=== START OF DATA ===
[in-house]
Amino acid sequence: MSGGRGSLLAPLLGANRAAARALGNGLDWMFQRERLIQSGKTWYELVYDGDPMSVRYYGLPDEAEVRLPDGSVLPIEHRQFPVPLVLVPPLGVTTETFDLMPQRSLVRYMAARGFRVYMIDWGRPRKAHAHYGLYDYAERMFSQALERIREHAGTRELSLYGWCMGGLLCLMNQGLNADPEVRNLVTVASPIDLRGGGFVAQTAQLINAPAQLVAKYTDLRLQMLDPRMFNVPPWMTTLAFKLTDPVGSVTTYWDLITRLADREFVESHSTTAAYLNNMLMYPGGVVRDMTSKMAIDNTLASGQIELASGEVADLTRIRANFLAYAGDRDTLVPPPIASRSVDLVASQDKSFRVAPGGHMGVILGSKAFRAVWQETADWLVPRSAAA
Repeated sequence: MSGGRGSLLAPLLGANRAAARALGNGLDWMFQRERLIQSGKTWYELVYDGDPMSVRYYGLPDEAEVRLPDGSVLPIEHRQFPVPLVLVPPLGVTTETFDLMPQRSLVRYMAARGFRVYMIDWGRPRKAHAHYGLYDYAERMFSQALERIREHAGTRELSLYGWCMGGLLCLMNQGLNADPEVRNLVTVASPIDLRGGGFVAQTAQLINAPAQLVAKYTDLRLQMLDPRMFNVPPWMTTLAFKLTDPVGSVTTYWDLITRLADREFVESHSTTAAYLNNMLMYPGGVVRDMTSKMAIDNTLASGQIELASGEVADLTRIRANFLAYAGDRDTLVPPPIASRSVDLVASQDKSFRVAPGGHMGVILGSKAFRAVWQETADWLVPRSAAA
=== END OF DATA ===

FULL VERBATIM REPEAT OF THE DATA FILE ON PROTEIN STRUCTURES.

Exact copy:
[in-house]
Amino acid sequence: MSGGRGSLLAPLLGANRAAARALGNGLDWMFQRERLIQSGKTWYELVYDGDPMSVRYYGLPDEAEVRLPDGSVLPIEHRQFPVPLVLVPPLGVTTETFDLMPQRSLVRYMAARGFRVYMIDWGRPRKAHAHYGLYDYAERMFSQALERIREHAGTRELSLYGWCMGGLLCLMNQGLNADPEVRNLVTVASPIDLRGGGFVAQTAQLINAPAQLVAKYTDLRLQMLDPRMFNVPPWMTTLAFKLTDPVGSVTTYWDLITRLADREFVESHSTTAAYLNNMLMYPGGVVRDMTSKMAIDNTLASGQIELASGEVADLTRIRANFLAYAGDRDTLVPPPIASRSVDLVASQDKSFRVAPGGHMGVILGSKAFRAVWQETADWLVPRSAAA
Repeated sequence: MSGGRGSLLAPLLGANRAAARALGNGLDWMFQRERLIQSGKTWYELVYDGDPMSVRYYGLPDEAEVRLPDGSVLPIEHRQFPVPLVLVPPLGVTTETFDLMPQRSLVRYMAARGFRVYMIDWGRPRKAHAHYGLYDYAERMFSQALERIREHAGTRELSLYGWCMGGLLCLMNQGLNADPEVRNLVTVASPIDLRGGGFVAQTAQLINAPAQLVAKYTDLRLQMLDPRMFNVPPWMTTLAFKLTDPVGSVTTYWDLITRLADREFVESHSTTAAYLNNMLMYPGGVVRDMTSKMAIDNTLASGQIELASGEVADLTRIRANFLAYAGDRDTLVPPPIASRSVDLVASQDKSFRVAPGGHMGVILGSKAFRAVWQETADWLVPRSAAA